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Poems tagged ‘Humour’

Locking horns

There’s a lot going on, out on the pitch
To-ing and fro-ing
Scenting and marking
A multitude of personal battles
As they hunt the ball

Look at this pair –
Chasing down the line
Shoulder to shoulder
Arms linked
Eventually, dead-ended into the corner, with
Thighs and butts buffeting – as if duetting on a pommel-horse

They reach an impassé
Old-school
Neither will relent
Neither will go down
Neither will dive –
At it…
Like harrumphing rhinoceri

And as for the ball?
Largely forgotten

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The Best Match I Ever Saw

Ross County v Aberdeen,
Victoria Park,
1999, or thereabouts.

County won 3-0.
Amazing display of football.
You wouldn’t think it possible,
but he’s quite a player,
is Ross.

To be fair, Aberdeen
had an early red card
(well deserved, I might add),
so for most of the match
he was playing against ten men.

But still, quite remarkable
to win so comprehensively.
Never gets the credit he deserves,
does Ross.

Same goes for Patrick Thistle.

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Penalty Shootout in Zero Gravity

It was Barry’s idea, so
he only has himself to blame.
For all the thrill of orbital flight,
of seeing the Earth from space,
those journeys are so damn boring.

I admit to sneaking the ball in,
and that Barry was winding me up.
The running commentary didn’t help,
calling me Gareth Southgate,
him being Andreas Köpke.

No one could have predicted
the ball would hit the airlock button,
just when Barry was leaping up,
trying to stop my rocket blast,
straight to the top left corner.

Perhaps he’ll be a hero yet,
get a glove to an asteroid
hurtling towards the Earth.
The slightest of deflections,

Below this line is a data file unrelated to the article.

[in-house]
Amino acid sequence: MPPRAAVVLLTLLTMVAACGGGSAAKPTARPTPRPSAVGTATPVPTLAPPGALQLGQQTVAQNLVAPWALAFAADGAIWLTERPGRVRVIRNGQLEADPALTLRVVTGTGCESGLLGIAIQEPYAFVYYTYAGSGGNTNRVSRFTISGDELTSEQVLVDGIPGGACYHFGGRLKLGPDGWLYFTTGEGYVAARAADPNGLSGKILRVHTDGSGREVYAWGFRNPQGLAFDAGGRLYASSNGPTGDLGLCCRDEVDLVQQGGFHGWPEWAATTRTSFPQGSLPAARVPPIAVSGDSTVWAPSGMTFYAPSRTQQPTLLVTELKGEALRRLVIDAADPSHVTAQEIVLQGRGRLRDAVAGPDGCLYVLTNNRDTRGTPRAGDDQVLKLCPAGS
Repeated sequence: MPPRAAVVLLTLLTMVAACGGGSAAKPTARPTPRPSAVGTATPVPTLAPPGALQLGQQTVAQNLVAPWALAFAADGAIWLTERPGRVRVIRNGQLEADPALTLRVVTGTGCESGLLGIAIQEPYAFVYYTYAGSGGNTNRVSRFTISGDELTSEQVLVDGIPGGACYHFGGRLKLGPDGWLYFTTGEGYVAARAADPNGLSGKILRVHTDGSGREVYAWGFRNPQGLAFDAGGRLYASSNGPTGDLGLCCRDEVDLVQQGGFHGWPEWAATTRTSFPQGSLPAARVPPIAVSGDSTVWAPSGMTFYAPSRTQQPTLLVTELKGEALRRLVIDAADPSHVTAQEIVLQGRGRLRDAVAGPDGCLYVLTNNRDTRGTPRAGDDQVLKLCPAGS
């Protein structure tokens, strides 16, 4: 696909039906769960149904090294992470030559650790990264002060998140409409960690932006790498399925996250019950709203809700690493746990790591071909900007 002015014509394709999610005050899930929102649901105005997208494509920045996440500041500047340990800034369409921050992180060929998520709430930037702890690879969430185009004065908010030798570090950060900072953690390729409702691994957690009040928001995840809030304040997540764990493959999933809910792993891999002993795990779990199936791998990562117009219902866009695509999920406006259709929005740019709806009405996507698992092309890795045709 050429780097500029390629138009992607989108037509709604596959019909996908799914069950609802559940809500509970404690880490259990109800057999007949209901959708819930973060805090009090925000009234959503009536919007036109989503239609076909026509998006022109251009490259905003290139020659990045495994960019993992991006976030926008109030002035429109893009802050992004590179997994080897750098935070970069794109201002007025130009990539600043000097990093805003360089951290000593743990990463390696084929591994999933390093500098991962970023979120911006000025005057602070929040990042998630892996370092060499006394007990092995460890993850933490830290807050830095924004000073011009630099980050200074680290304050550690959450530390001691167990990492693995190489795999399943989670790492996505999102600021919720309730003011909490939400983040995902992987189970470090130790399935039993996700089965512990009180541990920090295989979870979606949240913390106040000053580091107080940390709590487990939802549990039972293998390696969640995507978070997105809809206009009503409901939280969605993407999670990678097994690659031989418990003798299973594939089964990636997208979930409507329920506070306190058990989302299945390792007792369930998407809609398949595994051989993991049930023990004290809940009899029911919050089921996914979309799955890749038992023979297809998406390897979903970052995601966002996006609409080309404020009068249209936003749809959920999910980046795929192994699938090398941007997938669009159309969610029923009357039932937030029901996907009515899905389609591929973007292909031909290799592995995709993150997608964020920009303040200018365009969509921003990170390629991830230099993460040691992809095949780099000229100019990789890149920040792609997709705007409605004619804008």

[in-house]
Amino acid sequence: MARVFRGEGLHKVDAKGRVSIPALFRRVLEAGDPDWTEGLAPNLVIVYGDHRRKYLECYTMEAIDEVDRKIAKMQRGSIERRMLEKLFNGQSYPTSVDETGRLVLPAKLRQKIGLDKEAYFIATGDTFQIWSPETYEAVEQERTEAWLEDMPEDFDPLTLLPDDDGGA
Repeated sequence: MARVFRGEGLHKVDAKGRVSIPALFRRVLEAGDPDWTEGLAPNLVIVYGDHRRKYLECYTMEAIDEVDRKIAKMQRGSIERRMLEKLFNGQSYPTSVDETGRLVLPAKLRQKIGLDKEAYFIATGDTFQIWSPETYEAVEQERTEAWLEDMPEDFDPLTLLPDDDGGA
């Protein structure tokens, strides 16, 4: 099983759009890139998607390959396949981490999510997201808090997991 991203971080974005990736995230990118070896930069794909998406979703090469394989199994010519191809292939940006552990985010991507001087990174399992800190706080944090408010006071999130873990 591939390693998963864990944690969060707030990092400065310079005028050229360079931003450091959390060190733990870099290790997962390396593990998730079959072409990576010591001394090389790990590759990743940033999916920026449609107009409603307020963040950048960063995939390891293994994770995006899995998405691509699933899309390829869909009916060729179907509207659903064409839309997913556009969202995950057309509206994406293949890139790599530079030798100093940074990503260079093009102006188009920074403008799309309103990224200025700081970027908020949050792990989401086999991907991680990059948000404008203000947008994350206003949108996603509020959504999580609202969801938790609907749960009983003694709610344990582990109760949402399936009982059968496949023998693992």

nudging it over the bar.

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Granddad

GRANDDAD

My Granddad is a weird old man,
he calls me Harry Kane —
every time I visit
he calls me by that name.

I thought you were a footballer,
I thought you were a 9…
“Please listen, I am 6,” I said,
“and I’m Isaac all the time.”

Now Kane’s a 10 for Tottenham,
he’s never been a 6 —
so come on Harry, tell the truth
and no more of your tricks.

“Oh! Granddad! Please behave yourself,
you really are a pain!
Why do you have to tease so much
and call me Harry Kane?”

“But I saw you at WEM-BER-LEE!
You were leading out the team;
we know that Harry does that job…
Perhaps it was a dream?

“Yes it’s true I went to Wembley
dressed in my England kit,
but if you think I’m Harry Kane
you must be losing it!”

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Maine Road Matchday ’69

Maine Road Matchday 69

A week at school wished away
Until at last it’s Saturday
Matchday
Maine road matchday
Solemn commitment to worried mum
“I’ll be ok, I’m meeting a schoolchum”
Usually a lie, sometimes true
Most times I don’t, now and then I do

Bus to Piccadilly, the 219
Passing by the Courtaulds sign
Straight to Lewis’s department store
TV showroom, fourth floor
An array of tellies for sale or for rent
A small crowd gathers, all male, one intent
To watch football previews – in colour! A proper treat
Then through the gardens to Aytoun Street
For the football special, a red routemaster
Though some days you could walk it faster

Unshaven men with unwashed hands
Wait for custom at burger stands
Stained white overalls define their style
Not seen Persil for quite a while
Grubby nails on nicotine fingers
Haven for germs to thrive and linger
Burgers stacked in a tepid lake
Laced with fag ash, almost opaque
Not exactly items to savour
Like soggy cardboard, with slightly less flavour
Vegans hadn’t been invented yet
But if they had you can bet
They could have dined here safely
(Other than the obligatory tummy upset)

Floodlight pylons, an arresting sight
Frame Moss Side drizzle in vibrant light